Work experience is highly desirable in a candidate seeking admission into an MBA program in the U.S
Currently I am pursuing my bachelor’s degree in technology with a focus on mechanical engineering and am interested in doing an MBA program after I receive my bachelor’s degree. Can you please recommend an MBA program for me? I would like to study at Harvard Business School or other B-schools. Is work experience required for B-schools like Harvard? Does the school provide merit-based scholarships or financial aid? Can you please tell me about the admissions process for MBA programs?
Venu Gopal Vegi
Work experience is highly desirable in a candidate seeking admission into an MBA program in the U.S. While there are some universities that consider students without work experience, and programs designed for fresh graduates, those are the exception rather than the rule. If you are aiming for the premier MBA programs, then it is advisable to have at least two to three years of work experience under your belt when you apply. With regard to financial aid, most MBA students are in self-financed courses of study, and there are a few scholarships and merit based awards. A few years of work experience gives students the opportunity to save for an MBA program, and there are educational loans as well which help students cover the costs incurred during the course of their graduate studies.
Since the admissions system in the U.S. is based on a holistic assessment of student capabilities, there are several components to a typical application. You will need to take the standardised tests for graduate school – either the GMAT or the GRE. You will also need to obtain letters of recommendation from professors who have taught or worked with you. Finally, there are essays that you will have to submit as part of the application. For more information on specific requirements and planning a successful application, please see www.usief.org.in/Study-in-the-US.aspx and www.educationusa.state.gov.
I am pursuing my masters degree and wish to pursue higher studies or research at a U.S. university. Can you please give me more information?
The U.S. higher education system is known for both the breadth and flexibility of its offerings, and for the quality of its research. When you apply to U.S. universities, your application will be judged on the strength of your previous academic record, your GRE and TOEFL scores, letters of recommendation, any research or work experience, and your statement of purpose. Your statement of purpose is an essay that explains your reasons for applying to the program and why you are a strong candidate. For specific programs, the search tool on www.petersons.com is very useful.
There are many components to a strong student profile, and it will be very important that you plan your application carefully. Students are generally advised to begin the process 12 to 18 months prior to the session in which they seek admission. For more detailed information on the process of planning, shortlisting, and applying to U.S. universities, you can also visit www.usief.org.in/Study-in-the-US.aspx and www.educationusa.state.gov.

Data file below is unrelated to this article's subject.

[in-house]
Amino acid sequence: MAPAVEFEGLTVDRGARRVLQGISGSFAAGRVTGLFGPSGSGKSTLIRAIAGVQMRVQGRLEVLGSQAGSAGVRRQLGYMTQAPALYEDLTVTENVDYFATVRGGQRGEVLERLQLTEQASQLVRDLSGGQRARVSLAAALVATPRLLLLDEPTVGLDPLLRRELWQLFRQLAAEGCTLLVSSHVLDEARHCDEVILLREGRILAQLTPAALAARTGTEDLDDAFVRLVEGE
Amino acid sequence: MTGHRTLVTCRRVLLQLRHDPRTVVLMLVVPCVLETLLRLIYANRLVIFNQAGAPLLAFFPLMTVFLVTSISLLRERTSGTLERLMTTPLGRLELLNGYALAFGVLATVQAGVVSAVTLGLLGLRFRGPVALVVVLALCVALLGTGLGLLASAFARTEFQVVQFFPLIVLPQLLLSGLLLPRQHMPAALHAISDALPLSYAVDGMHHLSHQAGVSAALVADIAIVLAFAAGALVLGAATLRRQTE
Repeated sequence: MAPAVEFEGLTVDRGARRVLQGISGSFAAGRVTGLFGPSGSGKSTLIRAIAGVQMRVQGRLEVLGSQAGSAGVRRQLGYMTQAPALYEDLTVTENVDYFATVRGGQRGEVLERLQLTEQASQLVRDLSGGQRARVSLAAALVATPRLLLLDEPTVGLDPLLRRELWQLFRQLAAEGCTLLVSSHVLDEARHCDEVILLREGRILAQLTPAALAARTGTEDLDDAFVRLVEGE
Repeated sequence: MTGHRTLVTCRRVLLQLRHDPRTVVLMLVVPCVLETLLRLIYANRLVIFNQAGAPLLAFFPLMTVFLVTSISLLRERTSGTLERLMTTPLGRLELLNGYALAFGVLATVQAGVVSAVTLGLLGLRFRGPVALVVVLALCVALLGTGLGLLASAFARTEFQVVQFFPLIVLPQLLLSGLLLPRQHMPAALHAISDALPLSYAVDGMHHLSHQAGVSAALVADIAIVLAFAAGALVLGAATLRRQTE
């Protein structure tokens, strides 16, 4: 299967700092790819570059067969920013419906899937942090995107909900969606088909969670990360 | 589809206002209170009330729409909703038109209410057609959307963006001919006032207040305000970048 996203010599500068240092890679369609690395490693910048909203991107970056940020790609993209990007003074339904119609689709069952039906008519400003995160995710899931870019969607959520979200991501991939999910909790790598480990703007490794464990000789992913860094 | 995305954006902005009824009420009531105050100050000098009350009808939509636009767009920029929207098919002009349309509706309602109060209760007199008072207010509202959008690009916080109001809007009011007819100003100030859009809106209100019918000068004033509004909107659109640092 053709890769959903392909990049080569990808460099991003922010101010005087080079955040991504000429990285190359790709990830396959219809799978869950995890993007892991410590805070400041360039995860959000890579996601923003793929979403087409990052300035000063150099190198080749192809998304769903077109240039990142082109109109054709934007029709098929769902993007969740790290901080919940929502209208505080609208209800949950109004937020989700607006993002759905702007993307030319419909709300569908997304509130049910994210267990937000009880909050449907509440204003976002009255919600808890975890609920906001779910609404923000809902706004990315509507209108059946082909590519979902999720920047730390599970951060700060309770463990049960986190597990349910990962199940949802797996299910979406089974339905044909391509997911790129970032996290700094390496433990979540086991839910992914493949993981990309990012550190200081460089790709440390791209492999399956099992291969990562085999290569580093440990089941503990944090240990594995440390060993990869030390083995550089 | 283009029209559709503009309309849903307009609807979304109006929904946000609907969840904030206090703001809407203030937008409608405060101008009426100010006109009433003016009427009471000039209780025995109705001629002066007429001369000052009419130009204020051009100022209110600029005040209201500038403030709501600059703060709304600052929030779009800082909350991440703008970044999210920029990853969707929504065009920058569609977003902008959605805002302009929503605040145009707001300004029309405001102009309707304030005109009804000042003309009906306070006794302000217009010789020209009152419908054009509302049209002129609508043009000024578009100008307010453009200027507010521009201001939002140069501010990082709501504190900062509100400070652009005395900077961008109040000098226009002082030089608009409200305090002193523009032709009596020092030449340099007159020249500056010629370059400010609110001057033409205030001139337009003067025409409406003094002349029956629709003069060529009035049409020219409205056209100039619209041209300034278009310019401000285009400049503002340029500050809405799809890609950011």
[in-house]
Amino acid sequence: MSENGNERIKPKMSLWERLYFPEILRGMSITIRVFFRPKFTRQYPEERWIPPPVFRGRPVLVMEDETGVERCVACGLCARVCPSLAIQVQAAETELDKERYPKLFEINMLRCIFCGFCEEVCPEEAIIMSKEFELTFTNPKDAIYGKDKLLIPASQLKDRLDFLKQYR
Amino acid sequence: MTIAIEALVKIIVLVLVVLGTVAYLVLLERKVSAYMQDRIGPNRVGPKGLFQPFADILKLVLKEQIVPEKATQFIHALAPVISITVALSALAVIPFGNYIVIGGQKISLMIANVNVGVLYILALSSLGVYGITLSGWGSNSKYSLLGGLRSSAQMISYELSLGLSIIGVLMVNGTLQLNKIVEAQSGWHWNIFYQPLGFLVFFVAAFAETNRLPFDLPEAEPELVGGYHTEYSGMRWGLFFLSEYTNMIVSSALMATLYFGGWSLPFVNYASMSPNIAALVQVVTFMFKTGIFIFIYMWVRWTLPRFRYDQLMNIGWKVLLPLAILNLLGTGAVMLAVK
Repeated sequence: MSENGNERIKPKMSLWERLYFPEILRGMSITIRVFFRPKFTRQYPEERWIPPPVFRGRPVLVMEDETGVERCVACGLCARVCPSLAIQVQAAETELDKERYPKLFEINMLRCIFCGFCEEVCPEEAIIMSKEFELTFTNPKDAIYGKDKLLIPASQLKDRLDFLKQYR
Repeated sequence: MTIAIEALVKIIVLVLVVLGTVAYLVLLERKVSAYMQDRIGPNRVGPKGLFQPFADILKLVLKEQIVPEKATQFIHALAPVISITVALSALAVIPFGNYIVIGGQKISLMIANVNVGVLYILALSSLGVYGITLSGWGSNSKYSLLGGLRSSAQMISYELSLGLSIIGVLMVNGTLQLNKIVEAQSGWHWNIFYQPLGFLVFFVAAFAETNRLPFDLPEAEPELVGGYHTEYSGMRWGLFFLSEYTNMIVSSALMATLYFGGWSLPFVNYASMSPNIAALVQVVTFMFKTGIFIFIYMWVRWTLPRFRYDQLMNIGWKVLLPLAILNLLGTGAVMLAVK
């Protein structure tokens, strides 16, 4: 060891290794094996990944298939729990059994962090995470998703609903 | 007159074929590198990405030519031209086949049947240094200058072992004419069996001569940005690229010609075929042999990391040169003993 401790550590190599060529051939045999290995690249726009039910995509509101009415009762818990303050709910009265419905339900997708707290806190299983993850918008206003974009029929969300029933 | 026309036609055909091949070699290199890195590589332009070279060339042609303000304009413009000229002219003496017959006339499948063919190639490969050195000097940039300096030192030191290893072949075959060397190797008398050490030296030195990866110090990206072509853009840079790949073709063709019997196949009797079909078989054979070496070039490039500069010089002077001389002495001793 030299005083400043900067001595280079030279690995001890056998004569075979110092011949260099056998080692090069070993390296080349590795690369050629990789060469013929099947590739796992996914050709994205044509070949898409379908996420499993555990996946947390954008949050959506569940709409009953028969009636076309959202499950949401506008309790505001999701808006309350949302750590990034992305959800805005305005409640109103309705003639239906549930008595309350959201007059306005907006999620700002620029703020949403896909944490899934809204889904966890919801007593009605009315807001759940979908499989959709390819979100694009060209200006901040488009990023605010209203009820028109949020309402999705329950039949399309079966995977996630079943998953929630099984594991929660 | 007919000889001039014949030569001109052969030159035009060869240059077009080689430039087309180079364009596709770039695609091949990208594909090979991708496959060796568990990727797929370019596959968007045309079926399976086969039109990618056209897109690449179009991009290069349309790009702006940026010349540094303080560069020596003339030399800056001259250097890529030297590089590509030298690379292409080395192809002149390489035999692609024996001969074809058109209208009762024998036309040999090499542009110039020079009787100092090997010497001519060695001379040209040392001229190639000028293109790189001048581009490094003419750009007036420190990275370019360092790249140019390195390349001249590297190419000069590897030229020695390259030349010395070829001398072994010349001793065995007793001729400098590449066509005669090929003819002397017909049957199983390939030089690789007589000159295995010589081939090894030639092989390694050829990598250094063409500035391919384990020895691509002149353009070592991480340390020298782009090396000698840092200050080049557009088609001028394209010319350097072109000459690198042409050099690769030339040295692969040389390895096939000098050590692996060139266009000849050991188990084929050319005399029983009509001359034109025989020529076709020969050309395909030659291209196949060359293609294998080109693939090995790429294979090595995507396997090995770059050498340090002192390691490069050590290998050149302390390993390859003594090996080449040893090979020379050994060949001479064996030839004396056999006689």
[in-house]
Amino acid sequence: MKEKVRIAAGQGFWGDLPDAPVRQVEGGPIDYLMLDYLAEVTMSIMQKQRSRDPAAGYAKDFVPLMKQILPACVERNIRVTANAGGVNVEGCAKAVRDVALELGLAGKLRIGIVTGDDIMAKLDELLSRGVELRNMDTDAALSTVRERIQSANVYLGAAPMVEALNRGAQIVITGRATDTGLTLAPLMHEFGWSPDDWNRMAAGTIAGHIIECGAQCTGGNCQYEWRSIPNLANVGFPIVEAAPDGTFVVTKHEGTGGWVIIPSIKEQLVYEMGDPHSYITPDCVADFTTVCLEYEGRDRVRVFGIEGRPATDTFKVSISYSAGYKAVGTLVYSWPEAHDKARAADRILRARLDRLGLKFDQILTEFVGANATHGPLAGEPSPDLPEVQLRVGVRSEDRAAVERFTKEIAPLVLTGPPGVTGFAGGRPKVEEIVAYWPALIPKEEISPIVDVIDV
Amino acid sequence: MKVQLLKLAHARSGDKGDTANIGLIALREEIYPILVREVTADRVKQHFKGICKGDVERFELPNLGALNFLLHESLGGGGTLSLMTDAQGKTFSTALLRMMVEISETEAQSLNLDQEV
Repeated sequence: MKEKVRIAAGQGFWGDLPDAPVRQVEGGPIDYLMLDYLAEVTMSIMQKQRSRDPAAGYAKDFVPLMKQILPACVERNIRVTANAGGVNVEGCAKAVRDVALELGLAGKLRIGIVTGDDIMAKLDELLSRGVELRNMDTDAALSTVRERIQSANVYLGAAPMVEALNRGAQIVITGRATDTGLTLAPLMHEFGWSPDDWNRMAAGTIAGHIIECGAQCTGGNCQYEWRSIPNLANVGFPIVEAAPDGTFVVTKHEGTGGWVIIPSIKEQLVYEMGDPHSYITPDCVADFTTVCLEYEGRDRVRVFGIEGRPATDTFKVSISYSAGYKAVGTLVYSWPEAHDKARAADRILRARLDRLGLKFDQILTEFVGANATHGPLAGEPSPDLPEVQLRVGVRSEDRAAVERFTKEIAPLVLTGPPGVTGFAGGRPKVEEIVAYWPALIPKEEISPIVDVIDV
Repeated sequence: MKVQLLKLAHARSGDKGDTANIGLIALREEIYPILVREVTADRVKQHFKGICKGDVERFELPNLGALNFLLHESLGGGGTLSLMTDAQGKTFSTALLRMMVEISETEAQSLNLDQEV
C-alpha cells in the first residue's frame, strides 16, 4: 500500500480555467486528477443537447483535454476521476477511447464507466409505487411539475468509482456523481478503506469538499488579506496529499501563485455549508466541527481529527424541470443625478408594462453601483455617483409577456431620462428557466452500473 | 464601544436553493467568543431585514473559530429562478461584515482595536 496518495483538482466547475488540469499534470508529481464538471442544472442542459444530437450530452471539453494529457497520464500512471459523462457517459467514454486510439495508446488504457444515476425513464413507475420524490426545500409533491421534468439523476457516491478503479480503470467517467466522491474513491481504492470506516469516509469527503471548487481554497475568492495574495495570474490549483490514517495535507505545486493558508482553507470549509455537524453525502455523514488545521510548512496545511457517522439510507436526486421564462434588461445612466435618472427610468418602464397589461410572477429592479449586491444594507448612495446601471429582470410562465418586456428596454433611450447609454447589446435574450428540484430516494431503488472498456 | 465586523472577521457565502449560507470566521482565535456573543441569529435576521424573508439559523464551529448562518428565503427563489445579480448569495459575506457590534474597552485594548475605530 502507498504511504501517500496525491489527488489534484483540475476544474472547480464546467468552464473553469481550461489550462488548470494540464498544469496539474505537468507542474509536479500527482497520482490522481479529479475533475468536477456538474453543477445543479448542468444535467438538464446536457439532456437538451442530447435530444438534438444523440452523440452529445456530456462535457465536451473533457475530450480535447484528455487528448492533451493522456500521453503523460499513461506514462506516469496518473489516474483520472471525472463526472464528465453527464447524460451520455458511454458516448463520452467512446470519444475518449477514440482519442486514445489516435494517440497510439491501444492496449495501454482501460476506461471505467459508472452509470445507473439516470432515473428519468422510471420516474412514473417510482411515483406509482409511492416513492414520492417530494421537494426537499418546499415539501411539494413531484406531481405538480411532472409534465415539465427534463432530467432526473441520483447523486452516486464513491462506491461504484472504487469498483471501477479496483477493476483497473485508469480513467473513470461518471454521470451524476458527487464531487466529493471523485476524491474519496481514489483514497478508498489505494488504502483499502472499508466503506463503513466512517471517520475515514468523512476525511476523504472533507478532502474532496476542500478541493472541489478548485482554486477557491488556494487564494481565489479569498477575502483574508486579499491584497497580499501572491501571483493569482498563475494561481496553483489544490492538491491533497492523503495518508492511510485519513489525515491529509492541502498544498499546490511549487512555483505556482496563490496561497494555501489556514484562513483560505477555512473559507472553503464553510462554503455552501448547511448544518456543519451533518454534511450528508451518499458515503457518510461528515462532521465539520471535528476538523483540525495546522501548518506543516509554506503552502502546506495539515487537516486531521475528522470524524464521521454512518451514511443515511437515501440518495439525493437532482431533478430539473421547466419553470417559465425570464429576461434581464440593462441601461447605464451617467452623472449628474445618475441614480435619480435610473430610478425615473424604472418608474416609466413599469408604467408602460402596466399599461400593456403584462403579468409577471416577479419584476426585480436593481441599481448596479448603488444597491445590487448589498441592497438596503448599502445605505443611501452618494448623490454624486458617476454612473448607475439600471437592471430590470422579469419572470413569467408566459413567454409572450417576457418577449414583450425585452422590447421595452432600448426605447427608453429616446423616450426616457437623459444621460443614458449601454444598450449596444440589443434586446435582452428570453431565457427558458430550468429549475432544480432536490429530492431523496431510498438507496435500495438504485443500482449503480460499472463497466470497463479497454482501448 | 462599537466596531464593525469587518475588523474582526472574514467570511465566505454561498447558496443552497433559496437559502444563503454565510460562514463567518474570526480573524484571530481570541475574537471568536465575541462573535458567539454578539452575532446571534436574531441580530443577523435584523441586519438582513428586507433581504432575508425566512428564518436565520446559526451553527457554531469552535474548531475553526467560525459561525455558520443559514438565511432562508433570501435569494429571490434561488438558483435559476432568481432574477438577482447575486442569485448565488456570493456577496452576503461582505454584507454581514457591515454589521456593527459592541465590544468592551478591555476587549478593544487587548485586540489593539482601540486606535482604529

I am in my final year of an electrical engineering program, and I would like to pursue my master’s of sciences degree in the U.S. Aside from taking the GRE, should I also take the IELTS or TOEFL exams? I heard that IELTS is not accepted by all U.S. universities.
The GRE is a mandatory requirement for admission into nearly all graduate courses in the U.S., with the exception of business management programs where the GMAT may be preferred. Additionally international students need to demonstrate adequate English language proficiency to undertake graduate studies. TOEFL, PTE and IELTS are the most popular tests to do so. While most U.S. universities accept any one score, some may state a preference for one over the other. It is best to double check the specific requirements of the universities you will be applying to before deciding on which test to take. For more detailed information on the process of planning, short-listing, and applying to U.S. universities, you can also see www.usief.org.in/Study-in-the-US.aspx and www.educationusa.state.gov.
I am completing my final year of a bachelor’s in pharmaceuticals program, and I am interested in pursuing my master’s degree abroad. Can you please recommend schools and give me information about applying?
The Doctor of Pharmacy (PharmD degree) is a four-year entry level graduate professional program preparing students for practice in pharmacy in the U.S. Applicants are required to complete two years of pre-pharmacy course work from an accredited college/university to qualify for admission.
For international students, the PharmD must be earned in the U.S. before a master’s level course can be undertaken. International students interested in the PharmD will therefore first have to apply to a bachelor’s degree granting college or university in the U.S., where the pre-requisite coursework can be completed. After this, they can apply to pharmacy school. Also, Pharmacy College Admission Test (PCAT) scores are required as part of the admission requirements by around 75 percent of the pharmacy schools. After the PharmD, students can opt to gain practical experience with the opportunity to apply and enhance their knowledge and skills through one or two year long post graduate residency programs. A good place to start researching appropriate pharmacy schools and their requirements is www.petersons.com.
This process of gaining a graduate professional degree in pharmacy can be quite time intensive (involving many years of study) for students who have already earned their bachelor’s degrees in India. You should carefully evaluate this plan for your higher studies with respect to your long term career goals. For detailed information on the process of planning, short-listing, and applying to U.S. universities, you can also see www.usief.org.in/Study-in-the-US.aspx and www.educationusa.state.gov
I am planning to apply to American International Medical University, St. Lucia to do a four-year MD program. Can you please give me more information about this school’s standards, opportunities it offers, and the faculty? I am also interested in knowing whether the college is recognised by MCI.